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Stanford University Endowment Fund

Name: Stanford Management Company

Assets Under Management:  $17 Billion (Source: Stanford Management Company)

Stanford Pie

Portfolio Allocation Insights:

“Stanford has a responsibility as a global citizen to promote sustainability for our planet, and we work intensively to do so through our research, our educational programs and our campus operations,” said Stanford President John Hennessy (Source)

On May 6, 2014 Stanford became “the first major university to lend support to a nationwide campaign to purge endowments and pension funds of fossil fuel investments” (Source: NY Times)

Management Team:

Team Member Title

John Powers

President and Chief Executive Officer

Jeff Baird

Managing Director, Special Investments

Kristal Dehnad

Managing Director, Partner Relations and Programs 

Odile Disch-Bhadkamkar

Managing Director and Chief Financial Officer

Craig Blanchard

Managing Director of Real Estate

 

Contact Details:  For complete contact details for the Stanford Endowment Fund investment staff please access your copy of our Endowment Database.

 

Background on the Stanford Endowment Fund:

Stanford University uses its surplus of investing money to go into different forms of equity. The University also started to put a significant amount of money into natural resources and is slowly becoming more green to continue to change with the times and improve themselves. Stanford is a university that had a difficult time setting up funds to keep them going if their investments went bottom up. Until “April 2009, [when] Stanford University, reeling from endowment losses and in need of short-term liquidity, sold more than $1 billion of bonds and is now holding $800 million in low-yield money market funds. Stanford CFO Randy Livingston describes these actions by saying, “We’ve created a rainy day fund.”” (Source)

 

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Top Stanford Endowment Fund Headlines:

1) Stanford University will not make direct investments of endowment funds in publicly traded companies whose principal business is the mining of coal for use in energy generation, the Stanford Board of Trustees decided today. In taking the action, the trustees endorsed the recommendation of the university’s Advisory Panel on Investment Responsibility and Licensing (APIRL). This panel, which includes representatives of students, faculty, staff and alumni, conducted an extensive review over the last several months of the social and environmental implications of investment in fossil fuel companies. Stanford’s Statement on Investment Responsibility, originally adopted in 1971, states that the trustees’ primary obligation in investing endowment assets is to maximize the financial return of those assets to support the university. In addition, it states that when the trustees judge that “corporate policies or practices create substantial social injury,” they may include this factor in their investment decisions. (Source)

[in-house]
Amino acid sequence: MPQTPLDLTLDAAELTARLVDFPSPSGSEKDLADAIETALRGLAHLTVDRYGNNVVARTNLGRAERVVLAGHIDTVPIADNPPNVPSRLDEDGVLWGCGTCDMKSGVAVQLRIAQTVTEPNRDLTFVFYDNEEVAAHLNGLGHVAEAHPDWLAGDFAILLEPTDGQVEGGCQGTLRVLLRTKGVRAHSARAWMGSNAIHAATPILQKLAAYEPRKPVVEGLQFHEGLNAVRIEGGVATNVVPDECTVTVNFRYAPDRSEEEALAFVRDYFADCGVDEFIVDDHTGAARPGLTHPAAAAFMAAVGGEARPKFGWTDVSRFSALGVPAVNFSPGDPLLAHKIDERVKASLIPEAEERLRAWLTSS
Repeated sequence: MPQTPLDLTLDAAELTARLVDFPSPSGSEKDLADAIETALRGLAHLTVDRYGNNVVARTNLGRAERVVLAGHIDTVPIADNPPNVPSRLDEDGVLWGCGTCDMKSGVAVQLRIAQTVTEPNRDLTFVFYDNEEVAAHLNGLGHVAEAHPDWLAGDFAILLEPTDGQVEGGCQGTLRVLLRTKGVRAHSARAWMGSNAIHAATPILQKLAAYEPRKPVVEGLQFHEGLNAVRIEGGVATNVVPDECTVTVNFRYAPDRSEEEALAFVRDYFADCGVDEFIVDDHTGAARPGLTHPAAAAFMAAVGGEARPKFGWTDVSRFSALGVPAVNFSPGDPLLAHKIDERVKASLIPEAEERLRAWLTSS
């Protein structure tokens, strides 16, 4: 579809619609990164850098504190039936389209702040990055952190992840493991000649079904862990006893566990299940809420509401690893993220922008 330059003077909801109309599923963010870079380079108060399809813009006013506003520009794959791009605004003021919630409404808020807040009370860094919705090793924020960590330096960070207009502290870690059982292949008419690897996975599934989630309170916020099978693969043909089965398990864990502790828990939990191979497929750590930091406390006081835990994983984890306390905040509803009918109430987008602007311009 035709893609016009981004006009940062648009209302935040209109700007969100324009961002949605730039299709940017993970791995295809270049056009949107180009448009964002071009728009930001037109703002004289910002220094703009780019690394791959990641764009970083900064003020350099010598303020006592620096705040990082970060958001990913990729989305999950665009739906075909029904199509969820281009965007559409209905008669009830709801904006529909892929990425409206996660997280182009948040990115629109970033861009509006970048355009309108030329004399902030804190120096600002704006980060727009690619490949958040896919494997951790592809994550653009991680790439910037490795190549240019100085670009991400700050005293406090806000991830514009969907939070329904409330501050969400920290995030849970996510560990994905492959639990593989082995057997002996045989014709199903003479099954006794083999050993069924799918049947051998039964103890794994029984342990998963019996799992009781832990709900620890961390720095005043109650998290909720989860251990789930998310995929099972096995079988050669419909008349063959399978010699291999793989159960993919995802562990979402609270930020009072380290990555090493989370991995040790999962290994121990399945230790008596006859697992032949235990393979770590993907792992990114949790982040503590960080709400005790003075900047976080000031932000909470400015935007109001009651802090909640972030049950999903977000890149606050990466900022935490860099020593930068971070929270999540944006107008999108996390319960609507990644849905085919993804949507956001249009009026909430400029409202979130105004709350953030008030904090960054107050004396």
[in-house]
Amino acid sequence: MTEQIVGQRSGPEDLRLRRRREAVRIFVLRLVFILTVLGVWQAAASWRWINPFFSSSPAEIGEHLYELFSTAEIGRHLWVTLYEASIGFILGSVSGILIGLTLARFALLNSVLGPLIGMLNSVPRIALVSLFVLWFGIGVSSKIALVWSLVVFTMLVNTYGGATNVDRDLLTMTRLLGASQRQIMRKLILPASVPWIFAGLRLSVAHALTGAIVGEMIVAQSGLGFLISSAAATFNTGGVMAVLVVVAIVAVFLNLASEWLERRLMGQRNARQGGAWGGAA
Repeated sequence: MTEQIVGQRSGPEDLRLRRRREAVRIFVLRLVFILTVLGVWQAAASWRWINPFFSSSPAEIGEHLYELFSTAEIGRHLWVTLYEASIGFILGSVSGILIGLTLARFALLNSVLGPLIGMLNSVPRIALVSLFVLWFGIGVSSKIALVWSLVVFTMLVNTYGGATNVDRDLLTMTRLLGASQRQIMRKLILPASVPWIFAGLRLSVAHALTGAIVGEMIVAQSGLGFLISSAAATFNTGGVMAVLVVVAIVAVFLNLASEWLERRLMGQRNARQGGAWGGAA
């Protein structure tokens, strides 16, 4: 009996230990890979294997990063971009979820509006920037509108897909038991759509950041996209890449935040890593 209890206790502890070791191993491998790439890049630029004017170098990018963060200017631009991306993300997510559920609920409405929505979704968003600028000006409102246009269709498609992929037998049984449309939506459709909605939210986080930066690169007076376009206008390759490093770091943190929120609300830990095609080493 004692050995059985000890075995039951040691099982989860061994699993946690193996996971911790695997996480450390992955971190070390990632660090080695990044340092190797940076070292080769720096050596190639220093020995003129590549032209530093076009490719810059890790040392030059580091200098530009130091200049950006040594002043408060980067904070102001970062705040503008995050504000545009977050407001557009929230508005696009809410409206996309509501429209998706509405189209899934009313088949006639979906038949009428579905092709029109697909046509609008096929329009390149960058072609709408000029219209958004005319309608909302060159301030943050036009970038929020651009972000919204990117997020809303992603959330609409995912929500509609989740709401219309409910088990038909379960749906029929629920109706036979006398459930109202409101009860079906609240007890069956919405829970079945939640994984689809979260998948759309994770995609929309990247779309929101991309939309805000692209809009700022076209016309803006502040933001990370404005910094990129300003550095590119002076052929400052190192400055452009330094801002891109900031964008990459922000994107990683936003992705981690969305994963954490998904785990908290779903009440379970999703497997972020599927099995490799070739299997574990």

2) Few if any of the big U.S. pension or college endowment funds appear ready to follow in Stanford University’s footsteps and pull their money out of shares of coal miners or other fossil fuel producers.Officials from the pension systems for California’s public employees and schoolteachers and New York public employees, the three largest U.S. retirement funds, told Reuters they prefer to work with their portfolio companies to improve their behavior rather than divest them. Matthew Sweeney, a spokesperson for the New York State Comptroller’s office, which oversees the state’s $161 billion pension fund, said the state had “not divested from any fossil fuel companies. We do have an extensive history of engaging portfolio energy companies on climate change, emissions, safety and other issues to change and improve their business practices.” Officials at the $283.5 billion California Public Employees’ Retirement System, or Calpers, and the $183 billion California State Teachers’ Retirement System, or Calstrs, said their funds have a similar approach. (Source)

3) Judging from media accounts, U.S. nonprofits are facing unprecedented, if not catastrophic, financial distress because of endowment losses. Hiring is being frozen, facility maintenance is being deferred, programs are being dropped, performance seasons are being shortened, and construction projects are being cut back or even halted. As the president of Harvard University, Drew Gilpin Faust, put it when defending her decision to sharply reduce expenditures following a 30 percent drop in the value of the school’s endowment, “Tinkering around the edges will not be enough.” Harvard isn’t the only institution making dramatic cuts in response to a falling endowment. The J. Paul Getty Trust, which runs the J. Paul Getty Museum in Los Angeles, slashed 14 percent of its workforce and delayed exhibitions and acquisitions after its endowment fell from $6.4 billion to $4.2 billion. Yale University cut capital expenditures by $2 billion and staff salaries and benefits by 7.5 percent after its endowment fell from about $23 billion to about $16 billion. And the Shriners Hospitals for Children considered closing 6 of its 22 children’s hospitals after its endowment fell from $8.3 billion to $5.0 billion. The Shriners tabled that motion, but are considering billing insurance and Medicaid for treating children, a profound change from the free patient care that they have traditionally provided. (Source)

 

About Richard C. Wilson